She bumps into him, they discuss her brave coming-out as a domestic abuse survivor, and there is a lot of mutual respect and some backward glances, because I guess they are each the only two warm-blooded people in Nashville. Actually, I tease: I sort of like the idea, not because I enjoy Luke, but because it’s messy. And this show needs to get a little messy sometimes.


She next “accidentally” helps someone bring coffee into Luke’s very studio, and hears him recording a super personal song about how Rayna’s ghost still haunts him. She gets starry-eyed watching him lay himself bare, and after they talk it out a little bit she convinces him to add a female voice to it so that it feels like an experience and less like a stripped-down confessional. After they run through it together, he asks if she’ll do it, but she says no because she’s Rayna’s artist and that would be insane. Well done, Sadie. You are calm. So Luke asks her out for coffee instead…


… and Miss I’m Eating My Chicken-Fried Steak Over Here And Totally Not Eavesdropping Or Tweeting Anything About How Far Apart You’re Sitting doesn’t visibly reach for her smartphone while Sadie and Luke bare their souls about their breakups and how to ever feel whole again…


… and I’m sorry, but even Chicken-Fried Steak took a picture of this one and didn’t care if it was surreptitious or not. You know she hashtagged it “#makeupsex #Highway65ToHeaven #bangbang” and posted it thirty seconds later. In the parking lot, it’s awkward when they part, especially when Luke offers to walk her to the car and she is like, “I think we both know THAT’S a bad idea.”

But it would have been a good idea because guess who’s waiting for Sadie there? And guess what happens when she pulls out her gun, and they tussle as he tries to smack it out of her hand?


Luke drives up just as Pete’s bleeding body drops to the car-park floor. Sadie is trembling. I actually like Luke being the one to help her — I root for Sadie, and attaching Luke to someone who isn’t Rayna might give him a worthwhile reason for remaining on the show and making me like him. The problem is, I doubt SADIE is remaining on the show because I think Laura Benanti either got cast in a pilot or has other shit coming up or both, so they’re not going to be able to keep her as a regular. We also don’t know if Pete is dead, or just mostly dead, but either way he’ll be more trouble to her than the Six-Fingered Man was to Mr. Montoya.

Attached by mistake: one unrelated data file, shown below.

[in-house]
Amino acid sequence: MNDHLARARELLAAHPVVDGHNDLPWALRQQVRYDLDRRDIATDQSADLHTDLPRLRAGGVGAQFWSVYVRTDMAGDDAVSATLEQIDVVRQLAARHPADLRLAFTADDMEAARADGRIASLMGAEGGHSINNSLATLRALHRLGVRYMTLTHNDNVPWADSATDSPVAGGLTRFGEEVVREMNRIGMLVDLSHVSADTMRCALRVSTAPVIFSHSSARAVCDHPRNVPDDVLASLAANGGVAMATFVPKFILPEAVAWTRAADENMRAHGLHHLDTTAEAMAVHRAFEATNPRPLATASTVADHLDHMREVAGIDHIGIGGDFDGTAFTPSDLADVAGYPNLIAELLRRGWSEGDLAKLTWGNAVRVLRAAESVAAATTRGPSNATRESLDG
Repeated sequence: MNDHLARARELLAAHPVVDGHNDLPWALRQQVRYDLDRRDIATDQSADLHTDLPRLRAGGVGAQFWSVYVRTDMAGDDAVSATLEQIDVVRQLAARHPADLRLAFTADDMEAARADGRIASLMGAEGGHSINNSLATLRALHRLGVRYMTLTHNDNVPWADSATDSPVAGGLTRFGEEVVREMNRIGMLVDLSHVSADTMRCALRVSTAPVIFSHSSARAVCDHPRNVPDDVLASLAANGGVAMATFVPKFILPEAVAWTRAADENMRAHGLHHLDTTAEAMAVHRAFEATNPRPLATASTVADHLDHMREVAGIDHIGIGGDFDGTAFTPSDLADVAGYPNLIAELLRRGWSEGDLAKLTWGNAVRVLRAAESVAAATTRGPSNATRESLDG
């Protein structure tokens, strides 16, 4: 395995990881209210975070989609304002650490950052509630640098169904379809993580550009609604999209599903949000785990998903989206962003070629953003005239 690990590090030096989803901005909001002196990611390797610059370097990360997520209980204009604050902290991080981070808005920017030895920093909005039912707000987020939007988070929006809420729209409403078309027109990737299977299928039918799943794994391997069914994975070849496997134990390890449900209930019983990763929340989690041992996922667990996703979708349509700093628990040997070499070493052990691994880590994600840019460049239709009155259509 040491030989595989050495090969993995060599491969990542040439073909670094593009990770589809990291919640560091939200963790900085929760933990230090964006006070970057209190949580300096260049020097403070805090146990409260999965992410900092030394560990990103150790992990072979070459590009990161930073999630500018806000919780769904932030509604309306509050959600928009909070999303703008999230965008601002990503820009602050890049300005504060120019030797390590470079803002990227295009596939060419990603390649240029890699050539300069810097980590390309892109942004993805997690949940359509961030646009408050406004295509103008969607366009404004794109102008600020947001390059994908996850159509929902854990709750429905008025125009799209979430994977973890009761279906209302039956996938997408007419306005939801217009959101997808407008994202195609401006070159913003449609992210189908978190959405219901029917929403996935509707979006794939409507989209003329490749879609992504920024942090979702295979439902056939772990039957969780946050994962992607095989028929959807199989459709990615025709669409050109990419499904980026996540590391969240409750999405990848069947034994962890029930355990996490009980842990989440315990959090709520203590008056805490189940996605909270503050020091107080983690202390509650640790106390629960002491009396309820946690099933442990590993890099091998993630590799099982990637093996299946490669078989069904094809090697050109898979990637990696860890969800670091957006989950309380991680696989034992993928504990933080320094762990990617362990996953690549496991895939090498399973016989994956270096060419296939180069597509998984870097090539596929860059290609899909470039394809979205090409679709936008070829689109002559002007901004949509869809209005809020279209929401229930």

And Juliet wore this onesie while getting calls from Avery every hour on the hour. The summary: She is dismissive initially because she is afraid he thinks she’s needy, and he just actually misses her and sings their baby a semi-okay ditty about how their love is destiny. I love Juliette and Avery. They’ve redeemed him for me and I am glad for every scene he’s in, and I like him a LOT in The Triple Exes — or when he plays with literally anyone else. But — sorry, Jonathan Jackson — every song they give him to sing solo is drippy and I wish they would stop.

Speaking of drippy, that’s what my tear ducts did here:


It’s actually a BIT weird at first because Rayna and Deacon walk in holding hands, calling for Maddie and Daphne. When Maddie catches sight of them, she squeals and is like, “FINALLY,” and poor Daphne stands there for a beat before going in for a hug, too. There is a total story breath there where Maddie is getting the family she wants, with both her parents, but that immediately puts Daphne genetically on the outside looking in — and therefore possibly emotionally as well. The thing is, I don’t know if they MEANT to give her that moment, or if it’s just how the blocking worked out. So we’ll see. But there is joy in Jaymestown for a hot second, until Deacon sits them down and we surrender to Jonathan Jackson’s breathy dripfest of a love song as the montage carries us around to our characters and then finally back here:

Where everyone is crying and hugging. DEACON IS DYING. Sometimes I get sad when shows deny us the gut punch of The Reveal, but honestly, we got to see Rayna find out and that was the most important to me. For the girls, this was enough. There will be plenty of crying when Deacon inevitably takes a turn for the worse, or gets false hope for a hot second, or any number of other indignities before he either dies or survives in a miracle. Maybe he can take Potentially Dead Pete’s liver. Can Sadie check the blood type of what’s on her hands real quick?



Tags: Nashville